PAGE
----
Short-sellers and hedge funds, although sometimes shadowy, are often seen as the smartest guys in the room. They've done their homework and will bet their capital against the crowd. It's not the most popular way to go, but the rewards can be quite lucrative.

On Motley Fool CAPS, we've got our own brand of leading analysts who found the chinks in a company's armor and correctly called its fall. "Underdogs" are investors who earned 100 or more CAPS points correctly predicting a stock would underperform the market.

Let's look at some of the recent calls these All-Star investors have made. Yet, just as hedge fund operators don't always go short, we're going to look at recent Underdog picks, no matter which way they've called them.


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Agrium (NYSE:AGU)





Qiao Xing Universal Telephone (NASDAQ:XING)










Applied Energetics (NASDAQ:AERG)



Not every short-sale goes as planned, so it's a risky position to hold. Stock prices can be irrational longer than you have money to stay in the game. So don't use this as a list of stocks to sell or buy, but rather as the launching pad for further research.

Not hanging up on growth
The decrease in the average selling prices of mobile handsets in China was bound to have an impact on Qiao Xing, which reported that although profits for the quarter rose, revenues dropped 12% as a result. Gross margins, however, improved to 28%, from 22% a year ago. And though its filings have been delayed in the past, management says it is committed to having its stock represent the full value of the company by providing more timely information for shareholders.

The company's opaqueness in its dealings with shareholders turned off investors like CAPS member Haugurafpeningum:

I'm starting to belive that this is in deed a scam. No news no filings and no working homepage. I do not hold any positions in this company and I don't intend to do so.

If Qiao Xing wants to be one of the biggest mobile-handset sellers in China, and keep Nokia (NYSE:NOK) from further taking market share, it'll need more deeds than words to earn the respect and trust of the investment community.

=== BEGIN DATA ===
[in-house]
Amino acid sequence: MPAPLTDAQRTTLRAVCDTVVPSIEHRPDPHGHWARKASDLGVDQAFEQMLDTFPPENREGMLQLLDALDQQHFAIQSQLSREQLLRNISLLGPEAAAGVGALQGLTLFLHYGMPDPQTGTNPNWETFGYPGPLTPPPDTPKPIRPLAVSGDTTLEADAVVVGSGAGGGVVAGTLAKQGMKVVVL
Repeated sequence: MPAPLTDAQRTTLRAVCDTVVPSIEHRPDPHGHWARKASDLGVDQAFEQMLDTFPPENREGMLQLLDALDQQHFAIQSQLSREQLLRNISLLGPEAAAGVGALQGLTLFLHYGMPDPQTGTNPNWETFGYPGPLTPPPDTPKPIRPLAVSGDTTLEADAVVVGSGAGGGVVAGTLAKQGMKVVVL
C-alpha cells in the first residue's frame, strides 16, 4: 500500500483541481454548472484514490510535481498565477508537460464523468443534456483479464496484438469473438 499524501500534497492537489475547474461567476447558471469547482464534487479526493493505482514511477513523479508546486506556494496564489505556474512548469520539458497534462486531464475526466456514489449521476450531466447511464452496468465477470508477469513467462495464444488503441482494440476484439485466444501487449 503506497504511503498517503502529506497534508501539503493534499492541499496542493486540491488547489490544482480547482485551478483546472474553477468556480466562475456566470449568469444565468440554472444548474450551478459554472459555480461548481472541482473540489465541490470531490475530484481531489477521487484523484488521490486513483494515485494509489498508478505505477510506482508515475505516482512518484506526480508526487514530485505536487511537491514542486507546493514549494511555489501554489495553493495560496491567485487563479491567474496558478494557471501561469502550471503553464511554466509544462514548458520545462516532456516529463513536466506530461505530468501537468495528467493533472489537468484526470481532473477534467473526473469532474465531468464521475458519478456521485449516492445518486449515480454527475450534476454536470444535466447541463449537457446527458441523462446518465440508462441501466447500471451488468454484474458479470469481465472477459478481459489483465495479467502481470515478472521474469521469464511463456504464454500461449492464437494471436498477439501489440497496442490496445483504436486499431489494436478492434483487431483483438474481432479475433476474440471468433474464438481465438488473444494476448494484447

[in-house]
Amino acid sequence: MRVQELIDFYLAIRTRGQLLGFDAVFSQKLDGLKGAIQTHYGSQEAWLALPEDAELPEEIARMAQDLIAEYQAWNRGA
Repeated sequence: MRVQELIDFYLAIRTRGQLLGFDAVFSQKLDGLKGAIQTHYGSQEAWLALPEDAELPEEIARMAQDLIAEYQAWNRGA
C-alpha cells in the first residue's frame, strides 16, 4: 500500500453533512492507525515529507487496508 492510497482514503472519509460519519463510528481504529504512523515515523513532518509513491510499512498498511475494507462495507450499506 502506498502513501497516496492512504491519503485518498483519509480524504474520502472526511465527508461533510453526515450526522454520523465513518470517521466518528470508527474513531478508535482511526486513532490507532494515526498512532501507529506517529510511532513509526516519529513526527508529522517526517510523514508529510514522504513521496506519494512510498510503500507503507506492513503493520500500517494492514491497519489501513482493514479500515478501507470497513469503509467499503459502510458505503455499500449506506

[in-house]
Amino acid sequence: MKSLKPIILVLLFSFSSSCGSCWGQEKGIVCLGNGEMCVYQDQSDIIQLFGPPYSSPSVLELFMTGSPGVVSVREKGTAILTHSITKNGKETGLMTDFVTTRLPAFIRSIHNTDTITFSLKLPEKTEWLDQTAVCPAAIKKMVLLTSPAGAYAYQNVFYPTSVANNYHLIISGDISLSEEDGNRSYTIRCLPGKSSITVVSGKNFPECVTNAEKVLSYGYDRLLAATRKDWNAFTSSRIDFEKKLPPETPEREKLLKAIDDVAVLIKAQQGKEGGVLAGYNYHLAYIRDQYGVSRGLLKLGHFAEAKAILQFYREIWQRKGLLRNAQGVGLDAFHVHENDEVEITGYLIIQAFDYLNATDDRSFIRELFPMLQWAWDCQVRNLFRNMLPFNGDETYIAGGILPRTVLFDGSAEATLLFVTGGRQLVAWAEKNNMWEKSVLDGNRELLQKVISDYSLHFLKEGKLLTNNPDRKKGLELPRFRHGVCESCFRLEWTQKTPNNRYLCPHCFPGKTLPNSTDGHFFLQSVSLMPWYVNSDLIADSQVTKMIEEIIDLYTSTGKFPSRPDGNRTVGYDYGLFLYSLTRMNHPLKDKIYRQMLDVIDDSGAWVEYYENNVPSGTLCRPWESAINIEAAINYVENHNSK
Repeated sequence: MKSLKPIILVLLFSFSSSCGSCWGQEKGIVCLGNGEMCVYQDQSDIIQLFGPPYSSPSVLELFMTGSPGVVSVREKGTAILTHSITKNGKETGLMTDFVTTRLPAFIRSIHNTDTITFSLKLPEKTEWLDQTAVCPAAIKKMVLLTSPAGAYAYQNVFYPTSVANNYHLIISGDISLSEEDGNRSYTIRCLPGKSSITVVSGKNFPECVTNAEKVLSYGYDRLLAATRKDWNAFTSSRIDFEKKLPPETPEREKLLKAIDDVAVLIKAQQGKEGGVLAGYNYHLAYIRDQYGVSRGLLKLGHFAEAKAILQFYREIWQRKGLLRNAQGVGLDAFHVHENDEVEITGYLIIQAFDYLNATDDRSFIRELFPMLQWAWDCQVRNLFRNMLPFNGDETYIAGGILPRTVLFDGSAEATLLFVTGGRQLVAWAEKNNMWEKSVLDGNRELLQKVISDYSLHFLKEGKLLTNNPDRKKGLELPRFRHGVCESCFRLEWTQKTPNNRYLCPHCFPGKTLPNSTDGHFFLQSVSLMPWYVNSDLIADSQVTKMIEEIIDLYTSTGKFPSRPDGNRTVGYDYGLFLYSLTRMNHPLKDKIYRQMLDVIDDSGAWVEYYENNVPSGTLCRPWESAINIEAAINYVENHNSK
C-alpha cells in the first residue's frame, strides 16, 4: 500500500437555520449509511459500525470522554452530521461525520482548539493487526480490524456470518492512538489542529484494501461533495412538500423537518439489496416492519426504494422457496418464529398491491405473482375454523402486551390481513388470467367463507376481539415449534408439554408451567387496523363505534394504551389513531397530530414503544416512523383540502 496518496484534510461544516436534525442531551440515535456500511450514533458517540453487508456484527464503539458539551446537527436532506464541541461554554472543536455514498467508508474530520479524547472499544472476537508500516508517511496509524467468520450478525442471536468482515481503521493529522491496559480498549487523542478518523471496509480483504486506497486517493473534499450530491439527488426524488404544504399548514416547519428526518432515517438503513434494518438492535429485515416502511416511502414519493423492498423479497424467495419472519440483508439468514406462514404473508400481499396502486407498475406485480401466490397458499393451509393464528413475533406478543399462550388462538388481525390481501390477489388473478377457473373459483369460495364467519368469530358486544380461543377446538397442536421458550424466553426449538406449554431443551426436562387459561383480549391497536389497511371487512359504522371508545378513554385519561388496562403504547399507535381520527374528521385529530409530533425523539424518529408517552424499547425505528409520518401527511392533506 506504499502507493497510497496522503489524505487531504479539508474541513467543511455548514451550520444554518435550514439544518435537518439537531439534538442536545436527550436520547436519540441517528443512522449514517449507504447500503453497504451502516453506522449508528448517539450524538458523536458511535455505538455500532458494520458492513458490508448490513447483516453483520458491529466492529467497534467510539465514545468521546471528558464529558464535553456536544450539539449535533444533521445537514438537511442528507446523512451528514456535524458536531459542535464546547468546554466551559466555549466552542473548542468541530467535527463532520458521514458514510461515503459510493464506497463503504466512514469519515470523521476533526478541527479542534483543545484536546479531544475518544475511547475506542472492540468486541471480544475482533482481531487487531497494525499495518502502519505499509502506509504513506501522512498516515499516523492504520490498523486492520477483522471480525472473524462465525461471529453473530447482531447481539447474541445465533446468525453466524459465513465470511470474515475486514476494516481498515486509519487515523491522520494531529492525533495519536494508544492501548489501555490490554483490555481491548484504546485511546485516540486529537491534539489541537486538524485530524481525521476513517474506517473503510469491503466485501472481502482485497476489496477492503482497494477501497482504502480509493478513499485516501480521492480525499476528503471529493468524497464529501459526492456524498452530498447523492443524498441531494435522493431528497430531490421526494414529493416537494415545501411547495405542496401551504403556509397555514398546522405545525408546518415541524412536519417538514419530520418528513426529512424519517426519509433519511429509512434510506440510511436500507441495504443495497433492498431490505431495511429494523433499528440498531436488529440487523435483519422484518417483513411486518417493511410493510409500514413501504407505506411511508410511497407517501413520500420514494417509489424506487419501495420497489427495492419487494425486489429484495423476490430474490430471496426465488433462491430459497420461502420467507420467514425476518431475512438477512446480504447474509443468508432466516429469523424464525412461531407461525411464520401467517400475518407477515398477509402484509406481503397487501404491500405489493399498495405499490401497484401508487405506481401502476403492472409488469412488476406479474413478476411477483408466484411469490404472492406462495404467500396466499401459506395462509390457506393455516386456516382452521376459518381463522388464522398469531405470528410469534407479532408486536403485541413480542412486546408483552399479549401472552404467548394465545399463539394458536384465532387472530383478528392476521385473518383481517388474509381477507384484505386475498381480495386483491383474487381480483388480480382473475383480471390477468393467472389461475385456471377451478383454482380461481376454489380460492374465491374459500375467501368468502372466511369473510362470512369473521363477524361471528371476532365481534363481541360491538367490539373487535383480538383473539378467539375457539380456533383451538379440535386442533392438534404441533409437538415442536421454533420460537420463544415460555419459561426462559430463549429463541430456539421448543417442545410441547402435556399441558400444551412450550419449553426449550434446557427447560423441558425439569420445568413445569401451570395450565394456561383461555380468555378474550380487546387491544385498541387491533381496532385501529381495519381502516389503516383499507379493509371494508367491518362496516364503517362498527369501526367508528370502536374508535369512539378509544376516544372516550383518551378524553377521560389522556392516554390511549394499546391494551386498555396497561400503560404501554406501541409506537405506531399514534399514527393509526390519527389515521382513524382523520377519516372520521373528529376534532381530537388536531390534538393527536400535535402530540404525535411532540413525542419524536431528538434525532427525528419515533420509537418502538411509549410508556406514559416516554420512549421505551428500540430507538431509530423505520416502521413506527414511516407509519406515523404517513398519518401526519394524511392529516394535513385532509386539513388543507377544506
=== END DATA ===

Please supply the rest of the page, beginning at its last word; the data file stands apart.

Profitability is not a commodity
Rising prices for nitrogen, potash, and phosphates have been fertilizing the roots of Agrium's growth initiatives. Profits more than doubled in the second quarter, helped along by its acquisition of United Agri-Products, which helped boost its market share for retail products to 16%.

Demand remains strong for fertilizers, and with shares of Agrium trading one-third below their early summer highs, investors like top-rated CAPS All-Star member ypcheng view the agricultural products retailer as a cheap bargain:

The worldwide agriculture demand will continue. With forward P/E less than 10 and a PEG less than 1, this company is a buy.

Hammering away at housing
It's tough to see the silver lining with all the clouds hovering over homebuilder KB Homes. In its second quarter, revenue dropped 55% and its losses increased by 70%, to $3.30 a share, as inventory continued to climb and its joint ventures continued to take impairment charges. While those charges were less than a year ago, they remain significant at $176 million and hold back the ability of the homebuilder to live up to its obligations. Just last week it defaulted on a $3 million payment to the Vallejo City school district, which it blamed on the slow housing market and the city's own bankruptcy declaration.

CAPS member joker245 thinks the possibility of a bankruptcy filing for KB Homes and some of the other more troubled builders is a very real possibility:

People who think the huge players in this business like KB or Pulte (NYSE:PHM) are immune from chapter 11 have no idea how long and severe the current real estate plunge will be. We have markets with three-plus years of supply and that doesn't take into account the units that are in the pipe. The rub of it is that the builders have to either (1) keep building or (2) close their doors. The demand just isn't there for option 1, which means even larger concerns like KB are going down. In fact, they're already laying off people all over the country in anticipation of a protracted downturn. Don't get me wrong, they'll still be around in 5-10 years, but they'll have gone through a reorg in the meantime with equity holders having been wiped out.

There's no need to fear ...
When underdogs have their backs against the wall, that's when they can shine their brightest. It pays to start your research on these stocks on Motley Fool CAPS. Read a company's financial reports, scrutinize key data and charts, and examine the comments your fellow investors have made, all from a stock's CAPS page. Grab your superhero cape and head over to Motley Fool CAPS, where your opinion can save the day.

Fool contributor Rich Duprey does not have a financial position in any of the stocks mentioned in this article. You can see his holdings here. The Motley Fool has a disclosure policy.